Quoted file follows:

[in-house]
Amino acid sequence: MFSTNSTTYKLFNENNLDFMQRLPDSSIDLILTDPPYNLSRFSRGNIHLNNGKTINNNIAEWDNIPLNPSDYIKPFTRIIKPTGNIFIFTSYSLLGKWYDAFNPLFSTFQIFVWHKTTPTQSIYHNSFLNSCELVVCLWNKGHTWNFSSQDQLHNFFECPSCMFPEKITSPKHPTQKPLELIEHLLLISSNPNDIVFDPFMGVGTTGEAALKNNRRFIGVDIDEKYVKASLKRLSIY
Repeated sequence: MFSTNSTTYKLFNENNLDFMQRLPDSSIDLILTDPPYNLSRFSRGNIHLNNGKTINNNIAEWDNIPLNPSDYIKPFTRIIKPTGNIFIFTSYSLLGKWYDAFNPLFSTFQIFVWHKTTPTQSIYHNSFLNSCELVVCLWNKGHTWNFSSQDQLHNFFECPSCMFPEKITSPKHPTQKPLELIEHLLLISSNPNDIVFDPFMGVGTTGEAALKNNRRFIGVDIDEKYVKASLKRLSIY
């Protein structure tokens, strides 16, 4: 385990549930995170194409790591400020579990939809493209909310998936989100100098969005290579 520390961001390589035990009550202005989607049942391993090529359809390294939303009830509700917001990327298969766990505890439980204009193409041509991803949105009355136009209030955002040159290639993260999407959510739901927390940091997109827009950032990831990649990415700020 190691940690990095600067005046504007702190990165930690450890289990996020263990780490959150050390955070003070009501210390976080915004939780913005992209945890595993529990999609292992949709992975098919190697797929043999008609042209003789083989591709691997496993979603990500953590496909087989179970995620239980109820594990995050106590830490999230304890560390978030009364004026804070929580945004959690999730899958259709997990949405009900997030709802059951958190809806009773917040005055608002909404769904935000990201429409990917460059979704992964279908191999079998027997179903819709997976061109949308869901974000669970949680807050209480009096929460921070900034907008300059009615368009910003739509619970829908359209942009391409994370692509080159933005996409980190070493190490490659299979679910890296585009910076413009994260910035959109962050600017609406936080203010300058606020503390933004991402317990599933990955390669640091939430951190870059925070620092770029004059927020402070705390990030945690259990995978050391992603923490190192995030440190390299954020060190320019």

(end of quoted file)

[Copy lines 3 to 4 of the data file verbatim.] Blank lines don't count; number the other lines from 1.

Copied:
Repeated sequence: MFSTNSTTYKLFNENNLDFMQRLPDSSIDLILTDPPYNLSRFSRGNIHLNNGKTINNNIAEWDNIPLNPSDYIKPFTRIIKPTGNIFIFTSYSLLGKWYDAFNPLFSTFQIFVWHKTTPTQSIYHNSFLNSCELVVCLWNKGHTWNFSSQDQLHNFFECPSCMFPEKITSPKHPTQKPLELIEHLLLISSNPNDIVFDPFMGVGTTGEAALKNNRRFIGVDIDEKYVKASLKRLSIY
């Protein structure tokens, strides 16, 4: 385990549930995170194409790591400020579990939809493209909310998936989100100098969005290579 520390961001390589035990009550202005989607049942391993090529359809390294939303009830509700917001990327298969766990505890439980204009193409041509991803949105009355136009209030955002040159290639993260999407959510739901927390940091997109827009950032990831990649990415700020 190691940690990095600067005046504007702190990165930690450890289990996020263990780490959150050390955070003070009501210390976080915004939780913005992209945890595993529990999609292992949709992975098919190697797929043999008609042209003789083989591709691997496993979603990500953590496909087989179970995620239980109820594990995050106590830490999230304890560390978030009364004026804070929580945004959690999730899958259709997990949405009900997030709802059951958190809806009773917040005055608002909404769904935000990201429409990917460059979704992964279908191999079998027997179903819709997976061109949308869901974000669970949680807050209480009096929460921070900034907008300059009615368009910003739509619970829908359209942009391409994370692509080159933005996409980190070493190490490659299979679910890296585009910076413009994260910035959109962050600017609406936080203010300058606020503390933004991402317990599933990955390669640091939430951190870059925070620092770029004059927020402070705390990030945690259990995978050391992603923490190192995030440190390299954020060190320019």